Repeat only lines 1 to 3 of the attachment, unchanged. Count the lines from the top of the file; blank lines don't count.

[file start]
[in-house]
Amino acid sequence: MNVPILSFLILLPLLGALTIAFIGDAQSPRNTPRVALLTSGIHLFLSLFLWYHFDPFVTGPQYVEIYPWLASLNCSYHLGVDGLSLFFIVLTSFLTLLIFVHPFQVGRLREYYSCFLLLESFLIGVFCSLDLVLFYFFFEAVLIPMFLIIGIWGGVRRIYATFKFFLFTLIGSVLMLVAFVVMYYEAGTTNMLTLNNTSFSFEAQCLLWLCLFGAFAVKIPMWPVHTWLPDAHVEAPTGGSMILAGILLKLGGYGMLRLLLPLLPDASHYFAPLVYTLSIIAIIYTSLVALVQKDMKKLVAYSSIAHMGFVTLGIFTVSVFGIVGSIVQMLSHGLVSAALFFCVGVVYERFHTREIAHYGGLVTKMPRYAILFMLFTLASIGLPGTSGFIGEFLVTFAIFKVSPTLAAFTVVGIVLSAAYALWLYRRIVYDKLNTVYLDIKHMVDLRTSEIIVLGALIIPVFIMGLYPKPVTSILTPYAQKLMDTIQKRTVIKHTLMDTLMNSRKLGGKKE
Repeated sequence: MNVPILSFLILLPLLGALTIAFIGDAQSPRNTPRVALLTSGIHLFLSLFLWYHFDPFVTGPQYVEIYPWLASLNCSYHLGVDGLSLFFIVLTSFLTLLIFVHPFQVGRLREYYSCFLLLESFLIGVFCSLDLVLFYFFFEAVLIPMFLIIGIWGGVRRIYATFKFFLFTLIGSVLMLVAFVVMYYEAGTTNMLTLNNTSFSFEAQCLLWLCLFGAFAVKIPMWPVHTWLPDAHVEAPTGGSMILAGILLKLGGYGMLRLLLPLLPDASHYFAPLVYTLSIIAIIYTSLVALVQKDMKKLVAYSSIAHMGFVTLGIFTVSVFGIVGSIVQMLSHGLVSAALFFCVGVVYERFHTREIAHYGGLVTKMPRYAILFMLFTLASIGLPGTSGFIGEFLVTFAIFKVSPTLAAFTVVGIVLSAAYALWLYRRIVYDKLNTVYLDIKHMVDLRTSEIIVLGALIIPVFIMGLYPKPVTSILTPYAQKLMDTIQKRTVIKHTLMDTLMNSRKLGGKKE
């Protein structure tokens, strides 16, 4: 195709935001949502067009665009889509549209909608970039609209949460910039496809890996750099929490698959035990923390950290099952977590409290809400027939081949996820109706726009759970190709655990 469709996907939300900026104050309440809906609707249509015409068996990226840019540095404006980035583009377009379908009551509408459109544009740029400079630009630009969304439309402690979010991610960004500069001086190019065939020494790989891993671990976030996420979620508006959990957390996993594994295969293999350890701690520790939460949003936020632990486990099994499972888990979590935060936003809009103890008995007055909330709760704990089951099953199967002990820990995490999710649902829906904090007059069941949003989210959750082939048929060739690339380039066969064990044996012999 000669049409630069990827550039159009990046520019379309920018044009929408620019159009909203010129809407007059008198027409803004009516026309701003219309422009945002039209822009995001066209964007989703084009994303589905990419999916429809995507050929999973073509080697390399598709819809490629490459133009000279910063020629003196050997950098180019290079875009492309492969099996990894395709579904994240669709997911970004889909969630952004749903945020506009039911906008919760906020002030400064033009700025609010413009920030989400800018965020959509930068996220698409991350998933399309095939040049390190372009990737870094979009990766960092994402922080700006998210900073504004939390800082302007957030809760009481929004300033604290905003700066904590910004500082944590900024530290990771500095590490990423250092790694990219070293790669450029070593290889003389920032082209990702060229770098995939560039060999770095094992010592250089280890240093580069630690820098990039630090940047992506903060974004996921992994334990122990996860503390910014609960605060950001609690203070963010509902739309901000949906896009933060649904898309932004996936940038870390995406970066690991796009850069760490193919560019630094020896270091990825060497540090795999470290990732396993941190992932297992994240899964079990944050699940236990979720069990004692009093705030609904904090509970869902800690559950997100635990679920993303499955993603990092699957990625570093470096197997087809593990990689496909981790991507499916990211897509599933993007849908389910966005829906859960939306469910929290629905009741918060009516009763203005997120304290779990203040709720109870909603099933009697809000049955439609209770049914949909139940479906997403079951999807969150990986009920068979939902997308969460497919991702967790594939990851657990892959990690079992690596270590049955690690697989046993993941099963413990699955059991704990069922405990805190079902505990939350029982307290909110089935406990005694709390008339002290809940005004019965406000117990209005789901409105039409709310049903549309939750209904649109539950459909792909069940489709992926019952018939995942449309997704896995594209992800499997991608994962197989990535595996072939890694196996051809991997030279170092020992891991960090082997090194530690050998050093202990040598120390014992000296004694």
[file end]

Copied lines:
[in-house]
Amino acid sequence: MNVPILSFLILLPLLGALTIAFIGDAQSPRNTPRVALLTSGIHLFLSLFLWYHFDPFVTGPQYVEIYPWLASLNCSYHLGVDGLSLFFIVLTSFLTLLIFVHPFQVGRLREYYSCFLLLESFLIGVFCSLDLVLFYFFFEAVLIPMFLIIGIWGGVRRIYATFKFFLFTLIGSVLMLVAFVVMYYEAGTTNMLTLNNTSFSFEAQCLLWLCLFGAFAVKIPMWPVHTWLPDAHVEAPTGGSMILAGILLKLGGYGMLRLLLPLLPDASHYFAPLVYTLSIIAIIYTSLVALVQKDMKKLVAYSSIAHMGFVTLGIFTVSVFGIVGSIVQMLSHGLVSAALFFCVGVVYERFHTREIAHYGGLVTKMPRYAILFMLFTLASIGLPGTSGFIGEFLVTFAIFKVSPTLAAFTVVGIVLSAAYALWLYRRIVYDKLNTVYLDIKHMVDLRTSEIIVLGALIIPVFIMGLYPKPVTSILTPYAQKLMDTIQKRTVIKHTLMDTLMNSRKLGGKKE
Repeated sequence: MNVPILSFLILLPLLGALTIAFIGDAQSPRNTPRVALLTSGIHLFLSLFLWYHFDPFVTGPQYVEIYPWLASLNCSYHLGVDGLSLFFIVLTSFLTLLIFVHPFQVGRLREYYSCFLLLESFLIGVFCSLDLVLFYFFFEAVLIPMFLIIGIWGGVRRIYATFKFFLFTLIGSVLMLVAFVVMYYEAGTTNMLTLNNTSFSFEAQCLLWLCLFGAFAVKIPMWPVHTWLPDAHVEAPTGGSMILAGILLKLGGYGMLRLLLPLLPDASHYFAPLVYTLSIIAIIYTSLVALVQKDMKKLVAYSSIAHMGFVTLGIFTVSVFGIVGSIVQMLSHGLVSAALFFCVGVVYERFHTREIAHYGGLVTKMPRYAILFMLFTLASIGLPGTSGFIGEFLVTFAIFKVSPTLAAFTVVGIVLSAAYALWLYRRIVYDKLNTVYLDIKHMVDLRTSEIIVLGALIIPVFIMGLYPKPVTSILTPYAQKLMDTIQKRTVIKHTLMDTLMNSRKLGGKKE